Due to the recent news stories, many are paying much closer attention to the issue of domestic violence. The behavior of individuals like Ray Rice and the response to his behavior by those in leadership over him has forced us to come to grips with some hard realities.
We live in culture where people hurt one another. Sadly, many people enjoy exercising their power even if it means someone else must be oppressed.
We, in the church, must also recognize that domestic violence is a problem in the church just as it is a problem in other locations. But recent events in our own area and in conversations with other pastors around the country demonstrate that there is another challenging thread. Many of the men in our churches are not committing the crime of domestic violence, but they are being very oppressive and overly controlling in how they treat their wives. The cases regarding domestic violence are very clear cut … the man is wrong and may receive significant punishment from the authorities. But other situations are much more subtle. These are mind games designed to keep the woman guessing. For example …
- Men change bank accounts or cancel credit cards without explaining such actions and their wives learn about the change while standing in front of the cashier embarrassingly trying to figure out a way to pay for the $132 worth of groceries that are waiting to be bagged and taken to the car. Could this be an honest mistake? Sure, it could … except when it happens three times in a month.
- Or a husband sends flirty texts and makes flirty comments only to say at the end of the evening that he doesn’t want to have sex anyway. If truth be told, she didn’t want to either, but she was willing because she was trying to be a caring, compassionate, and godly wife. He wanted her to be willing just so he could then blame her for not being appropriately enthusiastic.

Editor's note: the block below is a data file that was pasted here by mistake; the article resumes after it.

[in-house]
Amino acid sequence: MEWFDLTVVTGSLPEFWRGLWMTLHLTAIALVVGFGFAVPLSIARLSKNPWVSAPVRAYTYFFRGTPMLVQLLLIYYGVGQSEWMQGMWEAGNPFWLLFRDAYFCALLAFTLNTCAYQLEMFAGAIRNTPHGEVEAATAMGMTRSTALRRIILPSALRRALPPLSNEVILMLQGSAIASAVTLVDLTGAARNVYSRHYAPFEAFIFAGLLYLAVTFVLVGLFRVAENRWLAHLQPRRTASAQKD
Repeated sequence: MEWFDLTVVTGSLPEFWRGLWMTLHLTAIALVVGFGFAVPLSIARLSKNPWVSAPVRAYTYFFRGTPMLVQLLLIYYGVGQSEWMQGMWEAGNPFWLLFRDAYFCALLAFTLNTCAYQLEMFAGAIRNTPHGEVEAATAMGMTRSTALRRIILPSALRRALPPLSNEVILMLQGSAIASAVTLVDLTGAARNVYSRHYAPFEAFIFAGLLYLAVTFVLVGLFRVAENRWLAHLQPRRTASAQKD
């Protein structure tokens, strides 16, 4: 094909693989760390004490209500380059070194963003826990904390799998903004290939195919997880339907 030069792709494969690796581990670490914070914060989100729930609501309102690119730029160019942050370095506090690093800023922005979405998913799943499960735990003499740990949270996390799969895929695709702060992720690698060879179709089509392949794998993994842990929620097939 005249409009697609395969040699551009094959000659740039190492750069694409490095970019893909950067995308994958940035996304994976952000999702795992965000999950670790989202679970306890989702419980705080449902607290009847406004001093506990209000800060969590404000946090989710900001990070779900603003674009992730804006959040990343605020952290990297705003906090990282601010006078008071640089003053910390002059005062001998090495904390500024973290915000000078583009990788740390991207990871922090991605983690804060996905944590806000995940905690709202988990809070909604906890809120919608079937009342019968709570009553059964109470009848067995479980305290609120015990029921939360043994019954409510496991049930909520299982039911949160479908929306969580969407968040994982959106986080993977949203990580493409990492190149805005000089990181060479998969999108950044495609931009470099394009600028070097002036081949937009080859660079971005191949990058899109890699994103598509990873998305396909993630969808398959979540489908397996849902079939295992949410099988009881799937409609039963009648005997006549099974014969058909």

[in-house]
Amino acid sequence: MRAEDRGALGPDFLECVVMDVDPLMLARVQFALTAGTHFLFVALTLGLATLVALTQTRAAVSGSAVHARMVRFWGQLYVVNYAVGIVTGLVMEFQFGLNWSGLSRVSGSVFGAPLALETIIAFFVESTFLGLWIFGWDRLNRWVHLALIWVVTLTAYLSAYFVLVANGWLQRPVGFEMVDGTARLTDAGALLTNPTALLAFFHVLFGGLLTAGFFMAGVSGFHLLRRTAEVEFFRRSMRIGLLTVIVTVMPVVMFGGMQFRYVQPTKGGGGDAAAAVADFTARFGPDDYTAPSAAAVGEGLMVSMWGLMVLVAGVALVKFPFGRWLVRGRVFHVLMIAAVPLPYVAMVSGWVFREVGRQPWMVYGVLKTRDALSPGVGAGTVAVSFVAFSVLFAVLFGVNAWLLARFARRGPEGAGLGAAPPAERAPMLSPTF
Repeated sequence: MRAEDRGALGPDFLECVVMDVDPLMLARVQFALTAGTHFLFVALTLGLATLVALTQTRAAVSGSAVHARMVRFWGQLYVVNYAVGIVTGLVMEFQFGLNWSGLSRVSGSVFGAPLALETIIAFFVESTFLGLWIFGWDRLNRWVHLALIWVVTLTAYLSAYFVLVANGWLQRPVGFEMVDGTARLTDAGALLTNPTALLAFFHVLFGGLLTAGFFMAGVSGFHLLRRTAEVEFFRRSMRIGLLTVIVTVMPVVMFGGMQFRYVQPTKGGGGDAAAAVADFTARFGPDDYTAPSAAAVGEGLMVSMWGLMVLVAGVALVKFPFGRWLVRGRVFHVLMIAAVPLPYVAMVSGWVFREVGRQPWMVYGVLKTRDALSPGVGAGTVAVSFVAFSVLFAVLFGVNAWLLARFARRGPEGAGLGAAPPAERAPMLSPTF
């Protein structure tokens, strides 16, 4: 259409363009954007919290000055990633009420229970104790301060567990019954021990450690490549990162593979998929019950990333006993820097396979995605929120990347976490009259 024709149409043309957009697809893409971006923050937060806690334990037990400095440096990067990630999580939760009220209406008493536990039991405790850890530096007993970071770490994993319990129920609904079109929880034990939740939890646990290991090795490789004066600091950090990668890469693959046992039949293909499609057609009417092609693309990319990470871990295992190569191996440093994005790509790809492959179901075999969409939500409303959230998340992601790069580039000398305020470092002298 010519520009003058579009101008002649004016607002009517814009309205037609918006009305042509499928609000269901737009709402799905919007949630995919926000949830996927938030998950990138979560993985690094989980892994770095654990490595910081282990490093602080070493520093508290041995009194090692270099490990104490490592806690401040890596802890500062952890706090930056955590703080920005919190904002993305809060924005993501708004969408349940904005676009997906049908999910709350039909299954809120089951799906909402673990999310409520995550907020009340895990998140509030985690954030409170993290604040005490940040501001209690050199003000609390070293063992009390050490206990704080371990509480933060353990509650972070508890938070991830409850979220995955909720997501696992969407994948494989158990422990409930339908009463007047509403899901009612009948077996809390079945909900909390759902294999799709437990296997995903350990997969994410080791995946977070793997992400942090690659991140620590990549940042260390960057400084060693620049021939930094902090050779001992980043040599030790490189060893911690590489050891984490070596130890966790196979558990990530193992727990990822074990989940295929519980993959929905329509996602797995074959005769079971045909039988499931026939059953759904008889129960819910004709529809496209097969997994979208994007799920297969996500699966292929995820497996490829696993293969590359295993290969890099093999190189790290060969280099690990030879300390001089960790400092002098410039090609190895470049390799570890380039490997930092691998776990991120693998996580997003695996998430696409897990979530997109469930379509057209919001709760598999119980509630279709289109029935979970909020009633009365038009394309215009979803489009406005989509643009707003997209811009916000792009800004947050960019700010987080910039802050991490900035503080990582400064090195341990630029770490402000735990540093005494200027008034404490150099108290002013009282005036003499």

- Or the wife and mother makes a series of decisions about one of their children only to be grilled later for making such stupid decisions. In reality, he refused to participate in the discussion to begin with but then wanted to make her feel stupid for her choices.
You see, these attacks are more subtle. There is no physical striking. There is no crime being committed. Instead, there is a game. A game where the husband wants to oppress, control, and humiliate his wife. What is most nauseating about this type of bullying inside marriage is that it is often justified through the category of biblical leadership. The husband wants to speak of the importance of his wife’s submission, and his role as the leader in the family often while quoting the Bible to defend his sinful actions.
Pastors, elders, deacons, and lay counselors have a very difficult decision in these cases. It is true that the husband is the leader. It is true that he has not committed a crime. It is true that his wife must submit. But it is also true that he is being mean, cruel, and extremely harsh to her. He has what Col 3:19 would describe as a bitter heart toward her.
So what do you do? How do you think about this?
Many posts are written in the woman’s direction. The advice is often how to live in such an environment, how to engage church leadership, and even how to engage law enforcement if that ever becomes necessary. But my goal is different. I want to speak to the men for a moment.